Ms Esther Darko-Mensah, the Project Manager of the Gender Studies and Human Rights Documentation Centre (Gender Centre), has stated that the strong involvement of communities were needed to sustain efforts made to eliminate Gender-Based Violence (GBV).
She called on community leaders and families to collaborate with others in removing barriers that impeded, especially on women’s socio-economic wellbeing, and placed them under the subjection of men.
These she said, were the origin of GBV, which could be perpetrated in physical, psychological and sexual abuses, while some negative customary and traditionally practices also impeded on the health and total development of women and girls.
Ms Darko-Mensah made the call at the close of the final training in Accra, for 48 Community Based Action Teams (COMBATs), from 10 communities in the Nkoranza North and Kintampo North Districts.
She said other beneficiaries of the training, which was organized by the Gender Centre, were two representatives each of a partner Non-Governmental organization and District Girl Child Officers from the Ghana Education Service, and stressed that they were all expected to go back into their communities to work towards achieving the elimination of Violence Against Women and Girls (VAWG) through enhanced education, information and support in various forms.
According to her, despite the positive impact made by the Centre with regards to reducing GBV, especially in several rural communities across its four project regions, there were still enormous challenges in terms of education and information on what constituted violence, the prohibition and punitive laws, reporting systems, and existing support available for victims.
She said, studies showed that the outbreak of the COVID-19 pandemic, with its associated job losses, lockdown in various and school closures led to increases in GBV across communities, including child marriages, female genital mutilation, rape, incest, child labour and slavery.
Ms Darko-Mensah, expressed her satisfaction with the training, and commended the participants for availing themselves for the exercise, and the Centre was hopeful that the successes would soon be recorded.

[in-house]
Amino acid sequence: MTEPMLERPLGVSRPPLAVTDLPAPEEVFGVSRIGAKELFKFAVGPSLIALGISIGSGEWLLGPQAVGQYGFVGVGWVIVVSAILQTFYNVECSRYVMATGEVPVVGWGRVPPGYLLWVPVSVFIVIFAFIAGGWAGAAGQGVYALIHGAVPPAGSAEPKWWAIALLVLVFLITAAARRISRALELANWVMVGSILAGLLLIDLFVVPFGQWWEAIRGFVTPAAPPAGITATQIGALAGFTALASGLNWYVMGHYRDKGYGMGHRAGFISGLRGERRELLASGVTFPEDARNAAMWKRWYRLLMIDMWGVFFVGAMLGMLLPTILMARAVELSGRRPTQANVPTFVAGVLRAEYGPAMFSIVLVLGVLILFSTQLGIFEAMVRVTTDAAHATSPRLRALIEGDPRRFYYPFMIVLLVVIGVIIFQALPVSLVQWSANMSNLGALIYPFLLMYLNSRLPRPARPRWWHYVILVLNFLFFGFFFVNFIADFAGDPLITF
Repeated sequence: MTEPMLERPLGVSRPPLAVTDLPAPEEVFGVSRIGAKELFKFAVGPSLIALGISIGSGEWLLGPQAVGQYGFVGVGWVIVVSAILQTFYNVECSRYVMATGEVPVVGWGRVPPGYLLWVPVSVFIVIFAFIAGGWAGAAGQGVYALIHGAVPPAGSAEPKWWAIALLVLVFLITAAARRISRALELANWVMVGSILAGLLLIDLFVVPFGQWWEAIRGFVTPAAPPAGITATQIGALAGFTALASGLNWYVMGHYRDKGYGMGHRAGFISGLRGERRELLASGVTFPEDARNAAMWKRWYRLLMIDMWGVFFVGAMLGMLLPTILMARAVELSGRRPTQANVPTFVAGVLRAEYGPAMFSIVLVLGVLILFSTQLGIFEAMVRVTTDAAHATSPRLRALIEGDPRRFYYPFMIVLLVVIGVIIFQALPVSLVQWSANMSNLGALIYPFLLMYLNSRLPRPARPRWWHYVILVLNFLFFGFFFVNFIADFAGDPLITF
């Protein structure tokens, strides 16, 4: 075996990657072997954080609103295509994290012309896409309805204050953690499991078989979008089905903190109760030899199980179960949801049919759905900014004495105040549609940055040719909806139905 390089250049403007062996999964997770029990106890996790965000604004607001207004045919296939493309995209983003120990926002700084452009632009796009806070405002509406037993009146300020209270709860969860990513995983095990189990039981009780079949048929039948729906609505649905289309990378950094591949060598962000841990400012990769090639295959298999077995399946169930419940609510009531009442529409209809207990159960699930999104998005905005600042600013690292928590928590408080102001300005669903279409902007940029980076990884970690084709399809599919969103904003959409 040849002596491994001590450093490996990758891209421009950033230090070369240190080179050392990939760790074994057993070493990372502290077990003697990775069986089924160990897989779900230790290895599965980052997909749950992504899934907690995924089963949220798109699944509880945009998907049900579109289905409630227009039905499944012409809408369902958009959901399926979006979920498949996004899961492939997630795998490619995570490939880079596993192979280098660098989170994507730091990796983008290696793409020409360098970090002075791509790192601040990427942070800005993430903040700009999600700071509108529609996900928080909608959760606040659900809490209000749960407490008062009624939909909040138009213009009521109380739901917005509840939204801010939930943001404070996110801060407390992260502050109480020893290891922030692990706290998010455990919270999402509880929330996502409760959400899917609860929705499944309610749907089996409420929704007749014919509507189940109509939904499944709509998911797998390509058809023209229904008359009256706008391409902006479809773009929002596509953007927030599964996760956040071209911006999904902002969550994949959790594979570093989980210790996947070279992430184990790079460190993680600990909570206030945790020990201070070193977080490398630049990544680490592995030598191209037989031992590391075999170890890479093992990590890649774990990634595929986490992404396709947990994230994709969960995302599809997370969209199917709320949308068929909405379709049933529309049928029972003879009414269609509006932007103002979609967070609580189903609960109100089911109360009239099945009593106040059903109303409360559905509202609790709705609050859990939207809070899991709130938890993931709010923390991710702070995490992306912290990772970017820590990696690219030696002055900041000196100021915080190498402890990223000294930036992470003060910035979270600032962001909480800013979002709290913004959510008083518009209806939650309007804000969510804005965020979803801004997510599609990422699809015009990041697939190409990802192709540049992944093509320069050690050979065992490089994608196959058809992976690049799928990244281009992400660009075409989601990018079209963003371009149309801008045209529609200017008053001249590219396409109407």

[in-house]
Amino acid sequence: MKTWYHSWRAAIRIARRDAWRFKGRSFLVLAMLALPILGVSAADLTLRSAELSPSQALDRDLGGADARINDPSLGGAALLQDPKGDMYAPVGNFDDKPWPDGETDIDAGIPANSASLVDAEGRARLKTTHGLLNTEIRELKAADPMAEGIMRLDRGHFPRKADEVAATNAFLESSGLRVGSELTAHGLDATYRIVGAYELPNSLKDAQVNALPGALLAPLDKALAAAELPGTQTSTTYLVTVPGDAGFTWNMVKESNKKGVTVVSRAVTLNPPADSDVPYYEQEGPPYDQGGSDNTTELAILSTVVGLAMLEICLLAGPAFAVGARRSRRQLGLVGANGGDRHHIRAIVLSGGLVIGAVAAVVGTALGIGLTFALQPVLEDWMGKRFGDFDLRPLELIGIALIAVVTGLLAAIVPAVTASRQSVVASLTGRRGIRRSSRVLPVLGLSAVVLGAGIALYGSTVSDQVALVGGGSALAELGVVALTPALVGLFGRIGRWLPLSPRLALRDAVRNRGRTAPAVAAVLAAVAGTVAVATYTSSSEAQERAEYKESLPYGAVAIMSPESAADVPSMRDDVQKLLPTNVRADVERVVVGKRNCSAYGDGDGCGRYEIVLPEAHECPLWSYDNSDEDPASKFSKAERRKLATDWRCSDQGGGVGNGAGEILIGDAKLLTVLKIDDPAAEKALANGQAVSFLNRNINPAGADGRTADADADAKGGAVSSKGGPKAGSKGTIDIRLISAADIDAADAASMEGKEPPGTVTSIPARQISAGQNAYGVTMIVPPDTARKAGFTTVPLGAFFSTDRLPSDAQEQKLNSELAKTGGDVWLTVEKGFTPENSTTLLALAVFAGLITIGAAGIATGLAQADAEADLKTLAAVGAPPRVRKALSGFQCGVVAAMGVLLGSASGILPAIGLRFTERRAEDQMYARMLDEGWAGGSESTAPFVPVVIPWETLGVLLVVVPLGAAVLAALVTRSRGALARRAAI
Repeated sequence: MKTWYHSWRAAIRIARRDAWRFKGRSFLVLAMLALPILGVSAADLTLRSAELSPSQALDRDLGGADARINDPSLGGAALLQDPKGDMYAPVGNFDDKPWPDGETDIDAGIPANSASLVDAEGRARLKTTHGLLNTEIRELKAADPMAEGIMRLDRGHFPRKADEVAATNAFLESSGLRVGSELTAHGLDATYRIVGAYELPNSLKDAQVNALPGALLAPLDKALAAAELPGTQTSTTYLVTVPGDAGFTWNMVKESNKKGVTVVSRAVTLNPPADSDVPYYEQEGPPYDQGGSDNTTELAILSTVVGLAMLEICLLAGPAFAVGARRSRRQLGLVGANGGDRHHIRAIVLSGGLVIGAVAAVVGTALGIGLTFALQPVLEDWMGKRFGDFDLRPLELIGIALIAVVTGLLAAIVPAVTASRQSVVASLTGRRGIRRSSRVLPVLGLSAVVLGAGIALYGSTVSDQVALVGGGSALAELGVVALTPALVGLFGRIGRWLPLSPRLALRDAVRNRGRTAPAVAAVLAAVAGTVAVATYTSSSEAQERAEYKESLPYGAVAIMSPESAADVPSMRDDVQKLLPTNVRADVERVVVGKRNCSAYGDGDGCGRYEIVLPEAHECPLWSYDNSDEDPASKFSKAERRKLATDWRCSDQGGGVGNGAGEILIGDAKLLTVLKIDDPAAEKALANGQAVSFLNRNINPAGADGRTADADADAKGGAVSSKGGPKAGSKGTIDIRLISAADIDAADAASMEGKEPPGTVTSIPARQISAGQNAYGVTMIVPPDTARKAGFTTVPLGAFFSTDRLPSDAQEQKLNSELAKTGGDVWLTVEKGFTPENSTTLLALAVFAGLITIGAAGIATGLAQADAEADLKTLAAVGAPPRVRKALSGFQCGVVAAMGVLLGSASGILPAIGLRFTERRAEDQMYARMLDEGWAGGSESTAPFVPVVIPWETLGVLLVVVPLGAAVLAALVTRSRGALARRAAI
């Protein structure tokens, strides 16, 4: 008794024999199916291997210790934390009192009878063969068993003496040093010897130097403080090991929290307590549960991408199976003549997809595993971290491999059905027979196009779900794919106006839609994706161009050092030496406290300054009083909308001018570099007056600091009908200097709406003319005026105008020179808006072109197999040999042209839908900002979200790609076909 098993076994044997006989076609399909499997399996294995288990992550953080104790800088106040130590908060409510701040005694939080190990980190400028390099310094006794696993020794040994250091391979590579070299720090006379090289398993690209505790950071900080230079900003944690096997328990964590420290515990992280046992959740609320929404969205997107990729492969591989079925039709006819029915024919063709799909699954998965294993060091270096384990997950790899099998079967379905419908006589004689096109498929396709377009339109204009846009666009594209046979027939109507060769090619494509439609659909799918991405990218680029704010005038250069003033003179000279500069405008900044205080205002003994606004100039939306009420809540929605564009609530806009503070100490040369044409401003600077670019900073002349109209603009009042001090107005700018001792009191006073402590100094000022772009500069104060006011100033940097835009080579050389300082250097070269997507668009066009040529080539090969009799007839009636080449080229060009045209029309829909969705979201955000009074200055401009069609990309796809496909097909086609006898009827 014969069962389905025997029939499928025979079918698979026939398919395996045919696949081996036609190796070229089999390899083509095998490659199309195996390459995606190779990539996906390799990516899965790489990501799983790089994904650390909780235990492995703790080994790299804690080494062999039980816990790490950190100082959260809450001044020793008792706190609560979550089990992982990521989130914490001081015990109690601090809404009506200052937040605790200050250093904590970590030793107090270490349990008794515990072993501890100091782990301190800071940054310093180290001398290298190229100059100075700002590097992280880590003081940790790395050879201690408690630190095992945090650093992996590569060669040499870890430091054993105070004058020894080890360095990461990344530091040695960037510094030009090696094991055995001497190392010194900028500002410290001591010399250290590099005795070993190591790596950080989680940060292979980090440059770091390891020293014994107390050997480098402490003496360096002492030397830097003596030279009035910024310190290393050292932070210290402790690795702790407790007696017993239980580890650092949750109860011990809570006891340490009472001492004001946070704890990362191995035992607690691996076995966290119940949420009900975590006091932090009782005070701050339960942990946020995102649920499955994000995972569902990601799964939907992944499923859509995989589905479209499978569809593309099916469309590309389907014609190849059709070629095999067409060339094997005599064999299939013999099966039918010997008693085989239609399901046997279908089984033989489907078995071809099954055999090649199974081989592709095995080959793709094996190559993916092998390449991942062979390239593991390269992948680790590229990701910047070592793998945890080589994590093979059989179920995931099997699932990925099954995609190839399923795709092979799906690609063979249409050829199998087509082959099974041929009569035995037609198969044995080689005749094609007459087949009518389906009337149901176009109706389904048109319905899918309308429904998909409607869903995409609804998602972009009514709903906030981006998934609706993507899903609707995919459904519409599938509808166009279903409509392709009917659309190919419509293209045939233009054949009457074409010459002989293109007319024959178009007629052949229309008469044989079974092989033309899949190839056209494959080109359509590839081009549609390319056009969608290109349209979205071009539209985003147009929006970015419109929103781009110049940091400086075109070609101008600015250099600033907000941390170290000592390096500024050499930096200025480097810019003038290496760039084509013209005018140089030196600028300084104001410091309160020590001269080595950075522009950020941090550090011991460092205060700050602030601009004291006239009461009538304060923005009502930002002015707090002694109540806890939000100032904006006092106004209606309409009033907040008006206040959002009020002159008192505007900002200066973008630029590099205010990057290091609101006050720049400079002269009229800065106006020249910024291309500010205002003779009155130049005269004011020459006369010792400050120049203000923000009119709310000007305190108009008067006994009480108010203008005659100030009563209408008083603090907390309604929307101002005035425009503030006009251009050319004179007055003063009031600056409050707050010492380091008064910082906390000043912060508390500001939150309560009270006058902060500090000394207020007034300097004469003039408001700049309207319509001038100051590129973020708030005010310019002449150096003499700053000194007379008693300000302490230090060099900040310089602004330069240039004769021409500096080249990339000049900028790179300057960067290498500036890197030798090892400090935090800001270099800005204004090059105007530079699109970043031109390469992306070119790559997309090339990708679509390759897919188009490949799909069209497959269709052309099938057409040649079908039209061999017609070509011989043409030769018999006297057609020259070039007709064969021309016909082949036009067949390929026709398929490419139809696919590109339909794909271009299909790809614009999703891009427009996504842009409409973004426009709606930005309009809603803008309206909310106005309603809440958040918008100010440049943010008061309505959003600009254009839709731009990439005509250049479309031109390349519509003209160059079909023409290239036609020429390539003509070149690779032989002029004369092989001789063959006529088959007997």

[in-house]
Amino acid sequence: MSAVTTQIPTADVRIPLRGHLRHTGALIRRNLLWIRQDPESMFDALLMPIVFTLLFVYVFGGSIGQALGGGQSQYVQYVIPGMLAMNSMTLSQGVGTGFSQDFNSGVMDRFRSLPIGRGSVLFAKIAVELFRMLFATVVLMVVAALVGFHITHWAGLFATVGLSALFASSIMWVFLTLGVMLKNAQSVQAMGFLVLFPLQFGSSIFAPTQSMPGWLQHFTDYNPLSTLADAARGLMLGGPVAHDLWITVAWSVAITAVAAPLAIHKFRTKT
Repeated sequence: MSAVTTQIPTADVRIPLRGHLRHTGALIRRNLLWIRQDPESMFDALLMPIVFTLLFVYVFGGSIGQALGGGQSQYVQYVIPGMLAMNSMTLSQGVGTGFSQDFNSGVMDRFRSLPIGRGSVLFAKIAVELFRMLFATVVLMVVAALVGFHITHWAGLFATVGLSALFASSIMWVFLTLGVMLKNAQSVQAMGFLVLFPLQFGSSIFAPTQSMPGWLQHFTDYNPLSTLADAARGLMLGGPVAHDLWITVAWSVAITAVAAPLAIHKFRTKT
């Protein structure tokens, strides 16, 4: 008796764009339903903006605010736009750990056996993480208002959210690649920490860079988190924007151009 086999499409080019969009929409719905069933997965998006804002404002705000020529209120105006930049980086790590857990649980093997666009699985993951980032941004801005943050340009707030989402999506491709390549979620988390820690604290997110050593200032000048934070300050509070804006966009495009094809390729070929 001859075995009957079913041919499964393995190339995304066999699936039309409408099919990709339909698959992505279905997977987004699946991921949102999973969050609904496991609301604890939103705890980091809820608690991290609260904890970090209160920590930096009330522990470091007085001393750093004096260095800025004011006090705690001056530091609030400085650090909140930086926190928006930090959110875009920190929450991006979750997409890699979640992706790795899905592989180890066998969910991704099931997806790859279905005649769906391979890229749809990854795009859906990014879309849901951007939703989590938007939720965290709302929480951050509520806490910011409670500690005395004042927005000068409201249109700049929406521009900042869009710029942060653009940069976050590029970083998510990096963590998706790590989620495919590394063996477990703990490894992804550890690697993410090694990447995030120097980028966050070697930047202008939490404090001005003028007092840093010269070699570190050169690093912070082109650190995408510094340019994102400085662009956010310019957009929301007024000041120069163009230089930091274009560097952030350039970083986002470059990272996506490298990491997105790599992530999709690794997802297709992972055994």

Ms Deborah Tayo Akakpo, the Programmes Manager of the Gender Centre, said the an evaluation of a pilot study of the effectiveness of the COMBAT approach, showed great testimonies of reduced GBV in the study communities.
Participants over a two-week period, received knowledge and information on areas including; the various forms of violence, legislations, effective communication and counseling skills, available support systems.
She urged the COMBATs to be mindful of their role as mediators in minor cases, and remain decent in their dealings with their own families, maintain good communication skills, consider the cultural and traditional rules of their communities to avoid offending the sensitivities of the people, and to report criminal offences like rape, defilement, murder and other violent assaults, to the police.
Maa Afia Sarpong, a beneficiary COMBAT from the Duromankese community Nkoranza North, thanked Gender Centre for the initiative, saying being a mother and a wife, the knowledge received from the training, had empowered her to understand the causes of the poverty cycle of women, and how to educate others to break loose from this bondage.
Mr Thako Issahaku, also from the Kintampo North district, said most perpetrators of GBV did not know the lasting effects of their actions against their victims, while others evaded punishment because of interventions made by traditional or religious leaders in their communities.
However, the COMBAT approach, had been proven to reduce GBV in various communities, and promised to work hard to ensure peaceful co-existence of people especially families in his community.
The COMBATs were awarded certificates of participation, some branded T-shirt and other reading materials to aid their work.